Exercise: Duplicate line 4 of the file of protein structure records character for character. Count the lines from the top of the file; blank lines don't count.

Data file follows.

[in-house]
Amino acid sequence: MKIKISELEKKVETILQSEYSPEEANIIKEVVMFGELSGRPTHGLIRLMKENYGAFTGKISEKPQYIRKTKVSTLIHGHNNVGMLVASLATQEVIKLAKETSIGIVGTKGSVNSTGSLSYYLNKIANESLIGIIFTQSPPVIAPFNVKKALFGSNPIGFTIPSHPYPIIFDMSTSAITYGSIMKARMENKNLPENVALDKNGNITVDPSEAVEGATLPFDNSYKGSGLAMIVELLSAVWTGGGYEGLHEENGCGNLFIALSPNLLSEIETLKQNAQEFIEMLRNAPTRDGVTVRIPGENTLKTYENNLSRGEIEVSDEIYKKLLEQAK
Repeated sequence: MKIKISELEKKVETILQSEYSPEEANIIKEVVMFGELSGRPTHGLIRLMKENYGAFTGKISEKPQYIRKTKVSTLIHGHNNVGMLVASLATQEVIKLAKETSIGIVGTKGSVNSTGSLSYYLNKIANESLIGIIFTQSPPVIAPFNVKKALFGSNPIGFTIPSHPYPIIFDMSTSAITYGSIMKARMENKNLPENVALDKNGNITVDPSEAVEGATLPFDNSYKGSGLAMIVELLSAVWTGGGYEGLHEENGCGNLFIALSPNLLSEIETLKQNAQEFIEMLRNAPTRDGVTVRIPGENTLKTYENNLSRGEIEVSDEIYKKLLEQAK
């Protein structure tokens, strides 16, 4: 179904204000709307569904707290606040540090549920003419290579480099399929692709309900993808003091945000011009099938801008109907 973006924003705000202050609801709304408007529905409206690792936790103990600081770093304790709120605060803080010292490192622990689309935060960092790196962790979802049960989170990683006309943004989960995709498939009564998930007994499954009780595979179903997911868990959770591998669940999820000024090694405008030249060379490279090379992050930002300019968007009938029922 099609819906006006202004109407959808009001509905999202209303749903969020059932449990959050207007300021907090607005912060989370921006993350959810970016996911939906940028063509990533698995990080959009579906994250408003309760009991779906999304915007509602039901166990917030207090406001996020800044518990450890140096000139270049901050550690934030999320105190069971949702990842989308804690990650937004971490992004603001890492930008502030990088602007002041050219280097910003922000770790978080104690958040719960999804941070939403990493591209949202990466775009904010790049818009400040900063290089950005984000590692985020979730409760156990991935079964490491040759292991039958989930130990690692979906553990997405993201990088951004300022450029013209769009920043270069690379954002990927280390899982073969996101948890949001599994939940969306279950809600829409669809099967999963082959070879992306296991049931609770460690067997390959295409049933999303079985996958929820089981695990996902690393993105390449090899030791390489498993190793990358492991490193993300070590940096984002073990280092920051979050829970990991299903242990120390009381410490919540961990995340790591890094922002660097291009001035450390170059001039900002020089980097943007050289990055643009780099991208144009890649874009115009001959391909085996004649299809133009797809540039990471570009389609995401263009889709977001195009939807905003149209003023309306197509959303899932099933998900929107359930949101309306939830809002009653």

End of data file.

């Protein structure tokens, strides 16, 4: 179904204000709307569904707290606040540090549920003419290579480099399929692709309900993808003091945000011009099938801008109907 973006924003705000202050609801709304408007529905409206690792936790103990600081770093304790709120605060803080010292490192622990689309935060960092790196962790979802049960989170990683006309943004989960995709498939009564998930007994499954009780595979179903997911868990959770591998669940999820000024090694405008030249060379490279090379992050930002300019968007009938029922 099609819906006006202004109407959808009001509905999202209303749903969020059932449990959050207007300021907090607005912060989370921006993350959810970016996911939906940028063509990533698995990080959009579906994250408003309760009991779906999304915007509602039901166990917030207090406001996020800044518990450890140096000139270049901050550690934030999320105190069971949702990842989308804690990650937004971490992004603001890492930008502030990088602007002041050219280097910003922000770790978080104690958040719960999804941070939403990493591209949202990466775009904010790049818009400040900063290089950005984000590692985020979730409760156990991935079964490491040759292991039958989930130990690692979906553990997405993201990088951004300022450029013209769009920043270069690379954002990927280390899982073969996101948890949001599994939940969306279950809600829409669809099967999963082959070879992306296991049931609770460690067997390959295409049933999303079985996958929820089981695990996902690393993105390449090899030791390489498993190793990358492991490193993300070590940096984002073990280092920051979050829970990991299903242990120390009381410490919540961990995340790591890094922002660097291009001035450390170059001039900002020089980097943007050289990055643009780099991208144009890649874009115009001959391909085996004649299809133009797809540039990471570009389609995401263009889709977001195009939807905003149209003023309306197509959303899932099933998900929107359930949101309306939830809002009653």